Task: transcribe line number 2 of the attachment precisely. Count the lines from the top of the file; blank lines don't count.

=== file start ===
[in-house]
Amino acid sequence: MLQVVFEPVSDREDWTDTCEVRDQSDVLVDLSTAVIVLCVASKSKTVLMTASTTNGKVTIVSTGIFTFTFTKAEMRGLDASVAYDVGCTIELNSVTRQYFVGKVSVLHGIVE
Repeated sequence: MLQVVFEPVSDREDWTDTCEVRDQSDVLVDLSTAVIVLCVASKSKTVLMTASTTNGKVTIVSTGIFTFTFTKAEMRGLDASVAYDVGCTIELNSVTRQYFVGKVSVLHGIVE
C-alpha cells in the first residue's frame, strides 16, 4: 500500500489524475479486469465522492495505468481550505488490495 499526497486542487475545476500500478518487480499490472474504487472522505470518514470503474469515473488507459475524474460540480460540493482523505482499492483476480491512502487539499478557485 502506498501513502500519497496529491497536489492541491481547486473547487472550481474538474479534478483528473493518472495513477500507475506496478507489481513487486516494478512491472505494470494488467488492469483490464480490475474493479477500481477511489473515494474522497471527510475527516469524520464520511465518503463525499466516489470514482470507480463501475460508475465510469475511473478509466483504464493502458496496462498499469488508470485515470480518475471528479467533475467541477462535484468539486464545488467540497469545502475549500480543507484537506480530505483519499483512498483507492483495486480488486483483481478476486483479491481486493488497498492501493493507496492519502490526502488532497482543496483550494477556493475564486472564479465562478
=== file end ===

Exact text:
Amino acid sequence: MLQVVFEPVSDREDWTDTCEVRDQSDVLVDLSTAVIVLCVASKSKTVLMTASTTNGKVTIVSTGIFTFTFTKAEMRGLDASVAYDVGCTIELNSVTRQYFVGKVSVLHGIVE